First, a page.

# How long is a “day” in intergalactic space?

Imagine a human colony with the concept of an Earth day being transported somehow into the deep, deep space between galaxies.

As we know, gravity wells affect the relative passage of time. So, in this case, Earth time would run slower than the colony.

But by how much? Do the other gravity wells, such as the Sun or galaxy mass, make much of a difference?

A day in deep space is the same length as on Earth.

About 86,400 seconds. It looks the same to someone in either place. The only difference shows up when deep space clocks and Earth clocks check against each other.

Gravitational time dilation on Earth goes like this:

$$T = {{T_0}\over {\sqrt{1-{{2gR}\over{c^2}}}}}$$

Where,

• $T_0$ is the proper time between events A and B for a slow-ticking observer within the gravitational field (on Earth)
• $T$ is the coordinate time between events A and B for a fast-ticking observer at an arbitrarily large distance from the massive object (deep space)
• $R$ is the radial coordinate of the observer (which is analogous to the classical distance from the center of the object, but is actually a Schwarzschild coordinate)
• $g$ is the surface gravity of Earth
• $c$ is the speed of light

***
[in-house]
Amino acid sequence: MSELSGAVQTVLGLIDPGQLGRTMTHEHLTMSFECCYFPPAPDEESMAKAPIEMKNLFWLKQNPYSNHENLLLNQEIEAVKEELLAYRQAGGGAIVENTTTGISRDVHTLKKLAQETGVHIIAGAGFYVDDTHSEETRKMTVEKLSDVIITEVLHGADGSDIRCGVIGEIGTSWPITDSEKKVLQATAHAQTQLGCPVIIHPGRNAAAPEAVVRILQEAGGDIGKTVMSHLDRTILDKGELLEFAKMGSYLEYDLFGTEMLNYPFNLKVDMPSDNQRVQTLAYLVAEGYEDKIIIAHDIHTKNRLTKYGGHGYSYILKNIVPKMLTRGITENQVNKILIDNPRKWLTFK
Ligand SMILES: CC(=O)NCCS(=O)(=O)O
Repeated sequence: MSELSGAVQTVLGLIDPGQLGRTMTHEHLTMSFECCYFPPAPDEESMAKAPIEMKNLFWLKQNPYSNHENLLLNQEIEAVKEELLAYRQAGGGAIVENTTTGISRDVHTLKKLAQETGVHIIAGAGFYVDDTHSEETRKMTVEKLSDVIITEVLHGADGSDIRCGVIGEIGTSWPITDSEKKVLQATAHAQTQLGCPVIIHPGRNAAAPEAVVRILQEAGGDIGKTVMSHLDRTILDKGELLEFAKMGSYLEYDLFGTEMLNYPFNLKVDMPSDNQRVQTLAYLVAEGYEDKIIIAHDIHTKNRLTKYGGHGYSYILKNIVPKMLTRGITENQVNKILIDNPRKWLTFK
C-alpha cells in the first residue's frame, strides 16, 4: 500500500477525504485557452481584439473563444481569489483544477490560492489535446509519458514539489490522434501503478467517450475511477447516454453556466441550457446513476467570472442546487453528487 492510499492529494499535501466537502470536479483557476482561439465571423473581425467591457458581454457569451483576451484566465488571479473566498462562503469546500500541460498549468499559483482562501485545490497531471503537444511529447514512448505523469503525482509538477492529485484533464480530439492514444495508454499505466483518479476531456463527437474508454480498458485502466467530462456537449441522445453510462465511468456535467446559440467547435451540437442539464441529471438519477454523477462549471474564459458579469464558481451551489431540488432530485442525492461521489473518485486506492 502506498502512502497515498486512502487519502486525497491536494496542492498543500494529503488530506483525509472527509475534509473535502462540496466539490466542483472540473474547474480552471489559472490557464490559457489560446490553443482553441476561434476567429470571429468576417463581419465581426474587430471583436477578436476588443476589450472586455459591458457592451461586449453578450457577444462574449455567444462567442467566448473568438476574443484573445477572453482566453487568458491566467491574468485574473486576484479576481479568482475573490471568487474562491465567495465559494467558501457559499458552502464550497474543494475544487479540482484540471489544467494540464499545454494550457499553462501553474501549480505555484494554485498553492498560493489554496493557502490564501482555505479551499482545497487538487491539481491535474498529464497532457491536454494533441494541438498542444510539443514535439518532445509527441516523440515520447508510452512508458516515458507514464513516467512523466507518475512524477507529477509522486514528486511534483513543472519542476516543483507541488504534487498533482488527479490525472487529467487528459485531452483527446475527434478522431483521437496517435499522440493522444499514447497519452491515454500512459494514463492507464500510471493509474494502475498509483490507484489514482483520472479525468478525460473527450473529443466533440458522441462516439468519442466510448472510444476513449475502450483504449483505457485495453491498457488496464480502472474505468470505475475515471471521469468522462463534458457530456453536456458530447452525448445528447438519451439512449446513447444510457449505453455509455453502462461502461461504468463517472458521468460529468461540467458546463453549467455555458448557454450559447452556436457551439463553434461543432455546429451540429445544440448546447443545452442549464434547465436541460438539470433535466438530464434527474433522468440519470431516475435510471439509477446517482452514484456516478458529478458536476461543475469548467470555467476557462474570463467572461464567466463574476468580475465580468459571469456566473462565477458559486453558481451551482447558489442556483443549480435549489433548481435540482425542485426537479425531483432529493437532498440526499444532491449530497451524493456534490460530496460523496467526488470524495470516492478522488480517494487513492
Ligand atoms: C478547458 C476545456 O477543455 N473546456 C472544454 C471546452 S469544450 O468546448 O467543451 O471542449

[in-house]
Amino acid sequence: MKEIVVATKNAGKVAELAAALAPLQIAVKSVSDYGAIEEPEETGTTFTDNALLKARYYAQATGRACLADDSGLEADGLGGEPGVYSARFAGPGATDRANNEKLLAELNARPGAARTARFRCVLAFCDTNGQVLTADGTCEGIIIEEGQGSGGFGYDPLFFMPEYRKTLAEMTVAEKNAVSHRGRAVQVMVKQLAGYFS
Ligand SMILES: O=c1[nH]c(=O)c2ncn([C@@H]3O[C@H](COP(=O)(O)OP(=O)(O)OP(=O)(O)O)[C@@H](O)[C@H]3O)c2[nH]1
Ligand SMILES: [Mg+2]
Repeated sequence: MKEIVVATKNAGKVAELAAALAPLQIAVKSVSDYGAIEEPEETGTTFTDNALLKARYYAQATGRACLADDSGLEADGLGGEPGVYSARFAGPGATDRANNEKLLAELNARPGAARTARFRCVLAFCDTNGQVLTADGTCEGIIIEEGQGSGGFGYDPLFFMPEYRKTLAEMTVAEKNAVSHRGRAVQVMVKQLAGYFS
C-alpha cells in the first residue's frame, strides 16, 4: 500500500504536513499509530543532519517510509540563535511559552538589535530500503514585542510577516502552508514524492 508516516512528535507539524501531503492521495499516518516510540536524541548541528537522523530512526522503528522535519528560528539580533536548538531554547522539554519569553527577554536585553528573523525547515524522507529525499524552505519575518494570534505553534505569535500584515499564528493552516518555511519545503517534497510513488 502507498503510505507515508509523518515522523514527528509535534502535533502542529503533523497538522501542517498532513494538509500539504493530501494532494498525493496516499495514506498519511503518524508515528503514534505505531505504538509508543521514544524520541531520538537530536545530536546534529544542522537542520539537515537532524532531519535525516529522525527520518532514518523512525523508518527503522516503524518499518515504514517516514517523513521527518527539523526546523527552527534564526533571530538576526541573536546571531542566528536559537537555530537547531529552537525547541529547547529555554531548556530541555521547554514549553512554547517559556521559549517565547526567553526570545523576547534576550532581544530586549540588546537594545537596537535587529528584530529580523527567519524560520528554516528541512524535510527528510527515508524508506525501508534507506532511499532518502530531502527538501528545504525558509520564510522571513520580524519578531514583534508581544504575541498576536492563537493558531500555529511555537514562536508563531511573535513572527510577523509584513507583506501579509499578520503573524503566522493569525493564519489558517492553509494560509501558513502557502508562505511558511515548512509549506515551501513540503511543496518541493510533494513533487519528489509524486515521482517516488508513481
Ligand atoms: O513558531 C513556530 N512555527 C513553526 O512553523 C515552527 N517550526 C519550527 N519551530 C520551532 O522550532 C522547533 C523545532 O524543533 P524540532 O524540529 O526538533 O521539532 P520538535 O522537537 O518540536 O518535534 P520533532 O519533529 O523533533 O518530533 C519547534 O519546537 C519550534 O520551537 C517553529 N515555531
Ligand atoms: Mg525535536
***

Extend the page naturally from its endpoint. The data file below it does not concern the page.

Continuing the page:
For Earth vs deep space, it's about a billionth of a second per second difference.

That is, on the deep space colonies, after one billion seconds ($\approx$ 31.68 years), the clocks on Earth would be one second behind.

• In nearly all situations, the difference is negligible by all but very precise uses. However, at very high fractions of $c$ or when approaching an event horizon. – Jim2B Jun 11 '15 at 1:23
• I just discovered Barycentric Coordinated Time. When adjusting for the sun's gravitational well, it's off by 490ms/yr. Would this mean that the galaxy's gravity well makes an even bigger time difference? en.wikipedia.org/wiki/Barycentric_Coordinate_Time – Sam Washburn Jun 11 '15 at 2:42
• @SamWashburn I haven't seen that before! Yes, you're correct. The gravitational time dilation is a continuum between centers of mass. Outside the solar system will be different than intergalactic space, but the effect won't ever be very large (likely still less than one second per year). – Samuel Jun 11 '15 at 3:11